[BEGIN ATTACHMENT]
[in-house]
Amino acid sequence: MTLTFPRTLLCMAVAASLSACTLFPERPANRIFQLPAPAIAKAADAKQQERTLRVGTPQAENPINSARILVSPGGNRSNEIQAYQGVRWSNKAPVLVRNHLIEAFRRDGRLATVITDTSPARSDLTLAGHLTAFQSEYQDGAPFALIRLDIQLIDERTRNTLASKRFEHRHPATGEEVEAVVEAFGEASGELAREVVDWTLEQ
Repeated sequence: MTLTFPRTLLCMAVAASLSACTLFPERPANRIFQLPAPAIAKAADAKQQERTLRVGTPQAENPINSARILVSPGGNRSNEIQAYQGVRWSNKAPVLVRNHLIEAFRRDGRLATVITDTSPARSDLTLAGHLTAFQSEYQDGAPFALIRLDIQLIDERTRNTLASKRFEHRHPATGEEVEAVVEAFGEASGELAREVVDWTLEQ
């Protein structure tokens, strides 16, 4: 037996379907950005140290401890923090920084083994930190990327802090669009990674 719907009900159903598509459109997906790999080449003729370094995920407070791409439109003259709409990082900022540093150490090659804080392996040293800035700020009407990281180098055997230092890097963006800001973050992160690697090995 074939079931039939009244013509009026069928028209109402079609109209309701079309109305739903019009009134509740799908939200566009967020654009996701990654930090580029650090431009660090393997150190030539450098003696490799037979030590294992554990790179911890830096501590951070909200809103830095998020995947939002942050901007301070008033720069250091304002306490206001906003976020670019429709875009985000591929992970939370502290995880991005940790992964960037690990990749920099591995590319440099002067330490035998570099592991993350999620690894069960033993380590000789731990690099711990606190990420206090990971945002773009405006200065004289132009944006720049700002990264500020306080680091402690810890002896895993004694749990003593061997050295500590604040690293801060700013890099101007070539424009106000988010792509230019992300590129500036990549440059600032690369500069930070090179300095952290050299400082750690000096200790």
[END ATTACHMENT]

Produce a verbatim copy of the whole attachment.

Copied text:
[in-house]
Amino acid sequence: MTLTFPRTLLCMAVAASLSACTLFPERPANRIFQLPAPAIAKAADAKQQERTLRVGTPQAENPINSARILVSPGGNRSNEIQAYQGVRWSNKAPVLVRNHLIEAFRRDGRLATVITDTSPARSDLTLAGHLTAFQSEYQDGAPFALIRLDIQLIDERTRNTLASKRFEHRHPATGEEVEAVVEAFGEASGELAREVVDWTLEQ
Repeated sequence: MTLTFPRTLLCMAVAASLSACTLFPERPANRIFQLPAPAIAKAADAKQQERTLRVGTPQAENPINSARILVSPGGNRSNEIQAYQGVRWSNKAPVLVRNHLIEAFRRDGRLATVITDTSPARSDLTLAGHLTAFQSEYQDGAPFALIRLDIQLIDERTRNTLASKRFEHRHPATGEEVEAVVEAFGEASGELAREVVDWTLEQ
């Protein structure tokens, strides 16, 4: 037996379907950005140290401890923090920084083994930190990327802090669009990674 719907009900159903598509459109997906790999080449003729370094995920407070791409439109003259709409990082900022540093150490090659804080392996040293800035700020009407990281180098055997230092890097963006800001973050992160690697090995 074939079931039939009244013509009026069928028209109402079609109209309701079309109305739903019009009134509740799908939200566009967020654009996701990654930090580029650090431009660090393997150190030539450098003696490799037979030590294992554990790179911890830096501590951070909200809103830095998020995947939002942050901007301070008033720069250091304002306490206001906003976020670019429709875009985000591929992970939370502290995880991005940790992964960037690990990749920099591995590319440099002067330490035998570099592991993350999620690894069960033993380590000789731990690099711990606190990420206090990971945002773009405006200065004289132009944006720049700002990264500020306080680091402690810890002896895993004694749990003593061997050295500590604040690293801060700013890099101007070539424009106000988010792509230019992300590129500036990549440059600032690369500069930070090179300095952290050299400082750690000096200790």